Is Your Cardio Good Enough?

Why Your Cardio May Not Be Enough

I’m asked about “Cardio” on almost a daily basis. How much, when, how hard etc.

What shocks me though is that most people don’t understand that there’s fundimental difference between Cardio and Aerobics, and why waisting time on aerobics may be holding you back.

Why Does It Matter?

So why should you care if you’re doing cardio or aerobics? You all know the rectangle-square relationship – All squares are rectangles but not all rectangles are squares.

Almost like Kian is an Ameli, but not all Ameli’s are Kian:

All The Ameli's

A good definition of Cardio is pretty much anything that raises your heart rate substantially, but we should really only care about the events that create a “metabolic effect” – More on that later.

Aerobics on the other hand defines when we work in a particular energy system – The aerobic system. We essentially have 3 ways to produce energy.

1. Creatine phosphate

2. Anaerobic Glycolysis

3. Aerobically

The first two are used during the first 10 seconds and 2 minutes of exercise respectively, and will show up later on during longer bouts of exercise. Aerobic energy production is slower and takes a while to jump in, but is really important for long term energy production.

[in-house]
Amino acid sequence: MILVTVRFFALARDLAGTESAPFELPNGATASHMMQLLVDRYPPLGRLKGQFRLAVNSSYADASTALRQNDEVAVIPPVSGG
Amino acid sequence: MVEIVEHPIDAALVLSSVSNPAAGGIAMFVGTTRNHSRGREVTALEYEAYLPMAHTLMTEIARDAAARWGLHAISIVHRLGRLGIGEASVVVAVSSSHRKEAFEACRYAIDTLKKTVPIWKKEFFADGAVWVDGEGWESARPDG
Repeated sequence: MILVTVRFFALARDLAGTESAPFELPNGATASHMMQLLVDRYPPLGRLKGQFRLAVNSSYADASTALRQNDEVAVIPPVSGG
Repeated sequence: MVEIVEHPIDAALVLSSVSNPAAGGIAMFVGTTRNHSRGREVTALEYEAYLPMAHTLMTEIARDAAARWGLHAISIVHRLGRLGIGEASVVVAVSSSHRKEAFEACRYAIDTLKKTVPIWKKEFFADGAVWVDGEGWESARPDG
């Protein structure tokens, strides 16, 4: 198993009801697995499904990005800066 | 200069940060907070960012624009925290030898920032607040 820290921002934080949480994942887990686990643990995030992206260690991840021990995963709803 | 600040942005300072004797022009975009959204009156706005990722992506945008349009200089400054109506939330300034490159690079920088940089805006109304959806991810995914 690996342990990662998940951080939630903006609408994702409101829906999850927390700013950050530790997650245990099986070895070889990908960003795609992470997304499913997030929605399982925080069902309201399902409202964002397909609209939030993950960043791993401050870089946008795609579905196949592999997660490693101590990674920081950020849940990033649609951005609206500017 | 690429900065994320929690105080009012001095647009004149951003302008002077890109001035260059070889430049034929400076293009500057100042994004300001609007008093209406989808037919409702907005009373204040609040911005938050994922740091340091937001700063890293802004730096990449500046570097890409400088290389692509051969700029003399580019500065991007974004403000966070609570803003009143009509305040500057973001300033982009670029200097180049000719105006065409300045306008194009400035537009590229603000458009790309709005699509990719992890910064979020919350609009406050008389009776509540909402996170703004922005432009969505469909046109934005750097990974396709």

In a real world example running or walking on the treadmill for an hour would be aerobics, while doing a weight lifting session quickly – squats to push-ups to lat pull downs repeated 3X followed by another super-set of exercises – would be cardio.

If you need a more in depth take on this whole topic, pick up Lou Schuler’s and Alwyn Cosgrove’s book, “The New Rules Of Lifting”


Ok, now that we’re clear on how they are different, let’s take a look at why you should care.

Aerobic exercise has a tendency to burn more calories during exercise than an intense cardio session, say around 500, with about an hour of afterburn or metabolic effect, which is an increased calorie burn post exercise.

The example of interval training above wouldn’t burn as many calories during exercise, BUT, and this is a huge but, the afterburn can last between 12 and 36 hours. On average that means you’ll burn around 800 calories AND build muscle which will burn even more calories and make you look way sexier.

That means that if you do only aerobics or only intense cardio you have the potential to burn an extra 300 calories per workout and build muscle with intense cardio

No aerobics then?

Absolutely not.

What this does mean is that if you only have a short period of time to workout and your goal is to lose fat then your obvious choice is to do intense cardio sessions – for most of your workouts. However if you have extra time, or want to workout on back to back days then aerobic activity definitely has it’s place.

Also, if you LOVE aerobics or you’re training to improve your performance in an aerobic event then doing aerobics is a really good idea.

Hopefully that clears up more questions than it creates. Pop a comment in if you’re confused.